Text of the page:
Authors: Helena Newbury
by Helena Newbury
Dedicated to my mailing list, who keep me honest and (mostly) sane.
This novella runs in parallel with the events of Dance For Me, and will make far more sense if you’ve read that first.
My roommate, Natasha, says I spend too long choosing what to wear each morning. This is funny for two reasons.
it’s impossible to spend too long on your outfit.
Secondly, she doesn’t realize that I do most of my choosing the night before. The ten minutes or so that she’s aware of in the morning is just me picking from the shortlist.
This particular morning, I’d teamed some sumptuously soft calfskin boots (chunky heel, little silver ring dangling from the zipper for no other reason than it looked marvelous—I
Prada) with a black leather pencil skirt and a rather severe gray blouse. It was sort of reinvented 1960s office worker, especially because I’d hidden my ballet gear in a giant vintage purse instead of my usual gym bag. I like not looking like a ballet student some of the time. I mean, I get the ballet student look—you crawl out of bed all grungy and messy-haired, and you know that in an hour you’re going to be pulling your hair back into a bun and changing into a leotard anyway, so why bother? Why not just throw on jeans and a hooded top and de-sex yourself for the commute, and then emerge like a butterfly from a chrysalis? Why would anyone set their alarm a half hour early so they could put on make-up and pick out an outfit? You’d have to be insane.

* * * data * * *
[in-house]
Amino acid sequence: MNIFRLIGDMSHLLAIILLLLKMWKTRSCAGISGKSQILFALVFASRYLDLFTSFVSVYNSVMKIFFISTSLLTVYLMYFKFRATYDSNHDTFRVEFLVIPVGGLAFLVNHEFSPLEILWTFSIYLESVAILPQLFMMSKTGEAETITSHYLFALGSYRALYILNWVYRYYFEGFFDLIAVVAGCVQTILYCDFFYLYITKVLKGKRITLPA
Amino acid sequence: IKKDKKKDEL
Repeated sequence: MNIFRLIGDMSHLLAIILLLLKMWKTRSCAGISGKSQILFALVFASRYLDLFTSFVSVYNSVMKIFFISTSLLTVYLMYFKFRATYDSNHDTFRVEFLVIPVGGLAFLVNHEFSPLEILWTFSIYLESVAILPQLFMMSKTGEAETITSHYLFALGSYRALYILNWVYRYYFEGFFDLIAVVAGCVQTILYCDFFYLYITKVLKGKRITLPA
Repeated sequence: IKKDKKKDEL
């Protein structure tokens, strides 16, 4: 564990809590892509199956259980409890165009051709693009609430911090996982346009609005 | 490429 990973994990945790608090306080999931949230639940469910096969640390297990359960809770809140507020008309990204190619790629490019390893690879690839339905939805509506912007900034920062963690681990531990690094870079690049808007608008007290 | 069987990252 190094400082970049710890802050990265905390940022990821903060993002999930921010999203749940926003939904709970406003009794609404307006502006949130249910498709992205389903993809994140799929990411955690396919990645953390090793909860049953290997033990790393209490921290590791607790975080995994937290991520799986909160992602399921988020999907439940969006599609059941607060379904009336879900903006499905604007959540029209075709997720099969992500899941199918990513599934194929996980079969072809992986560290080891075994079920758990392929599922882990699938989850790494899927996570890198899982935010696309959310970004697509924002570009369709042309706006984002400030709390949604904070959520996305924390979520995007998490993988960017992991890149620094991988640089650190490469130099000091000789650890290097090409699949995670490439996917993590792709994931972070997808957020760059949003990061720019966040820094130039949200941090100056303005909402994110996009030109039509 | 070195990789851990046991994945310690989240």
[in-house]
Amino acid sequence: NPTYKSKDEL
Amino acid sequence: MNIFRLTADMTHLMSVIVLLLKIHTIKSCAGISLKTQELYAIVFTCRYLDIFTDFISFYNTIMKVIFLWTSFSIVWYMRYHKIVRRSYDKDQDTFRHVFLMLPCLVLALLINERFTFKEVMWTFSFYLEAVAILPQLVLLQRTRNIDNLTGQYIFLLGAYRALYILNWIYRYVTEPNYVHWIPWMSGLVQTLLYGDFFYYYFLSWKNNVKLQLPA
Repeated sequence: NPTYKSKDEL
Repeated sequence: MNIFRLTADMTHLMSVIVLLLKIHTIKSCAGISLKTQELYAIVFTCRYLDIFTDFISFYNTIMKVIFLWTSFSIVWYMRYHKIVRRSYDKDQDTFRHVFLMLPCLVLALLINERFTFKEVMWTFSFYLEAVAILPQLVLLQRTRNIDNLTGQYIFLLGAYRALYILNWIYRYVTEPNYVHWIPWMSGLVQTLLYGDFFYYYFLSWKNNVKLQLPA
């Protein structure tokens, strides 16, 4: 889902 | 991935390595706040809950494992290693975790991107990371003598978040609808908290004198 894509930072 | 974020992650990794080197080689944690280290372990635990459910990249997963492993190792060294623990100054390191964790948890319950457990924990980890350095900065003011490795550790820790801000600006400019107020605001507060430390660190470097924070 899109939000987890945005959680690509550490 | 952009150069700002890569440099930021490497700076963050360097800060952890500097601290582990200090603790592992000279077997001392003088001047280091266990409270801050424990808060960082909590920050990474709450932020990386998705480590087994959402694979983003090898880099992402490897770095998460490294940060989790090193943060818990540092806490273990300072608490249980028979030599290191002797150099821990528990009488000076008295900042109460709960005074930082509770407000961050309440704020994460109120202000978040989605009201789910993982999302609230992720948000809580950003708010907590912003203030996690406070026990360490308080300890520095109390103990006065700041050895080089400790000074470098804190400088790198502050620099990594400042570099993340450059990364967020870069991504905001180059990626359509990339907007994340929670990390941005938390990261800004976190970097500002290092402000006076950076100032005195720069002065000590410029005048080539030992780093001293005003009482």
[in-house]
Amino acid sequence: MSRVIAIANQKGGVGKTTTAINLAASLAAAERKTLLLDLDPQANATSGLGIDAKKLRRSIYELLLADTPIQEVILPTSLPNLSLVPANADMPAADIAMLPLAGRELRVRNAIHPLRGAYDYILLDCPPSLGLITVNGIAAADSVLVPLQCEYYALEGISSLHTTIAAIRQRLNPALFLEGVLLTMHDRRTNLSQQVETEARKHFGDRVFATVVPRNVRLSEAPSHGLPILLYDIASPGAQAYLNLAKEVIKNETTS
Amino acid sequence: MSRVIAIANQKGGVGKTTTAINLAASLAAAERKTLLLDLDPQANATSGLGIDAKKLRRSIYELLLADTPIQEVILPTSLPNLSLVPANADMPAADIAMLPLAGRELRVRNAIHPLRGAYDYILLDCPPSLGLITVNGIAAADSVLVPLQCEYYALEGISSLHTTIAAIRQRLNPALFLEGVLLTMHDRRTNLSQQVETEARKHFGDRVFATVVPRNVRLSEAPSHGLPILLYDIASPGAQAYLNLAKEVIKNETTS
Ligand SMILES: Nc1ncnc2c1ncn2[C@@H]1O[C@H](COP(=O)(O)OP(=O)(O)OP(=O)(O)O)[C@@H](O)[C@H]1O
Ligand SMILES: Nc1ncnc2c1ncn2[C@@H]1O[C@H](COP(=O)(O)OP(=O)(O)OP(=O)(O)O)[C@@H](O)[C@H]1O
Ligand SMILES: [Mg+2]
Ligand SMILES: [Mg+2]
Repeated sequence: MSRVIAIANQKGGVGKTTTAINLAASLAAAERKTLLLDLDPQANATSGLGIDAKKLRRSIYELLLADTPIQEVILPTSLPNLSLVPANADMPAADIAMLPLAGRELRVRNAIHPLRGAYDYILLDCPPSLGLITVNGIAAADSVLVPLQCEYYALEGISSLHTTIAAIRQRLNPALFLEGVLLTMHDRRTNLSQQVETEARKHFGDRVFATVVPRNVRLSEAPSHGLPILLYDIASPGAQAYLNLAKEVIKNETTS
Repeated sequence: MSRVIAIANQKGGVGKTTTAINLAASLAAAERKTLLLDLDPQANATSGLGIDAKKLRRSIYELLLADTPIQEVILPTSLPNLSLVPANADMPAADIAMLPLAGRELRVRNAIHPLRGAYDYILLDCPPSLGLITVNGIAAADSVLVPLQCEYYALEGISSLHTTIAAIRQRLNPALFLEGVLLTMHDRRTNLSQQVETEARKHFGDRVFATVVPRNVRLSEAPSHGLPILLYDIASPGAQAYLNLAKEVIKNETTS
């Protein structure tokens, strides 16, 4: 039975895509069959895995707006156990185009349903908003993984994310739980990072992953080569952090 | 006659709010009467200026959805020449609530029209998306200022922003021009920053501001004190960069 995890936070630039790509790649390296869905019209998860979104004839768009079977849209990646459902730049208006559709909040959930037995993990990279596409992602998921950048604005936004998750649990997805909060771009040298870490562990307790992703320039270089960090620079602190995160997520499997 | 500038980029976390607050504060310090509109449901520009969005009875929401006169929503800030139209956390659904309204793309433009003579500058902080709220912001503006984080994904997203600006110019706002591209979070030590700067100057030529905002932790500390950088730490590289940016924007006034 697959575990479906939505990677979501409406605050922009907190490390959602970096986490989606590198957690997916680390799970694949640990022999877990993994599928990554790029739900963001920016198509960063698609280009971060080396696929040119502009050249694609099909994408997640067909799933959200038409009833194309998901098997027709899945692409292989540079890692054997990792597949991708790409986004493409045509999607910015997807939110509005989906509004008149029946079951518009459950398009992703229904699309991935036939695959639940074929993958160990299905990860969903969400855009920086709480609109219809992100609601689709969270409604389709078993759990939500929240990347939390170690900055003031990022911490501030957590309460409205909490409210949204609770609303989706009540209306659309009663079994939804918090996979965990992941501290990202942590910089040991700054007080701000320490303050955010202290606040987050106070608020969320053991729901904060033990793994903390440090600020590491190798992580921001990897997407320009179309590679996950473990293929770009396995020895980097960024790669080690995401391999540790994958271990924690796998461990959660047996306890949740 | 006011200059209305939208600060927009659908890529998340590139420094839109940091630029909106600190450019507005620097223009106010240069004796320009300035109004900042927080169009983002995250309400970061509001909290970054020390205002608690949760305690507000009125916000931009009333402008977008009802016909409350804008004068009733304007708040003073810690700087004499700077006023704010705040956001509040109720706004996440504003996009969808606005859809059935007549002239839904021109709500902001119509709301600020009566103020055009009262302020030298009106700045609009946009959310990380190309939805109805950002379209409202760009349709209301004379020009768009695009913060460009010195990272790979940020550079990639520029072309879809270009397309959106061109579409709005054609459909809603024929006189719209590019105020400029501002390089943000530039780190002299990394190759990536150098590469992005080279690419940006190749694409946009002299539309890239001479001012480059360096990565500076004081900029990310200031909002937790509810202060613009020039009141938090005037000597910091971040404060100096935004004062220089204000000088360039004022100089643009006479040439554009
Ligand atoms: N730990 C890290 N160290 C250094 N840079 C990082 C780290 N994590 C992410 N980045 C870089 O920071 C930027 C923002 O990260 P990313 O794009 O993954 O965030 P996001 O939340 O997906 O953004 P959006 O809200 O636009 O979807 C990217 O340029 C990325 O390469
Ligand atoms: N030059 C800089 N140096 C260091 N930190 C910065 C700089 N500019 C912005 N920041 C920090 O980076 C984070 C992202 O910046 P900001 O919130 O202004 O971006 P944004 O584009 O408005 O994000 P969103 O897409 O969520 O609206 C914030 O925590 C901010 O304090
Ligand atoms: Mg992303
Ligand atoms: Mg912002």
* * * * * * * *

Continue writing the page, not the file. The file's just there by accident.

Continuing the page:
Or a control freak.
I did my hair, tonging and spraying it until it hung razor-straight. Somebody, somewhere in my lineage must have hailed from Sweden—my long blonde hair and pale blue eyes are very Euro
Unfortunately, that’s where the DNA benefits ended. Instead of getting the bountiful chest of a Valkyrie, I wound up with a couple of gentle swells that barely nudged my sweaters out and a distinct lack of anything you’d call
All very beneficial for a dancer. All very good for wearing the latest clothes. All lousy for actually feeling like a woman.
I leaned out of my room and shouted in the direction of Nat’s closed bedroom door. “Nat! I’m heading out in ten minutes!”
No response. That didn’t completely surprise me, because I’d been woken at three and then again at four by the groaning and choked screams that meant “nightmare.” I stared at her door, willing her to emerge so that I could comfort her…but nothing. She was either still asleep, or in hiding.
I don’t know what happened in Nat’s past—only that it was too awful for her to talk about. She’d found…other ways of coping with it.
We’ll come to that later.
I did my make-up. Eyes. Cheeks. Lips. Checked my nails. Grabbed the salad I’d made the night before from the refrigerator. Still no response from Nat. I picked up my purse, checked my appearance in the mirror and—
Everything was perfect—that wasn’t the problem. Or maybe, weirdly, that
I’d been getting this feeling, ever since the start of my junior year that month, that something was wrong. Nothing had changed—my grades were good, my rent was paid, I was living the dream in New York City. I had everything exactly as I wanted it. I should have been happy.
Sometimes I felt as if I was balancing en pointe, even when I wasn’t dancing. I had to make a thousand decisions a day, trying to keep everything perfect, and if I got even one of them wrong I’d topple and crash to my doom. Spend an extra hour rehearsing? That left Nat all alone at the apartment. Enjoy a drink with Jasmine? I’d regret it the next day. Eat out? I felt as if I was frittering money away. Eat in? I’d feel sad and lonely.
Sometimes, I just wanted someone else to make the decisions for a while.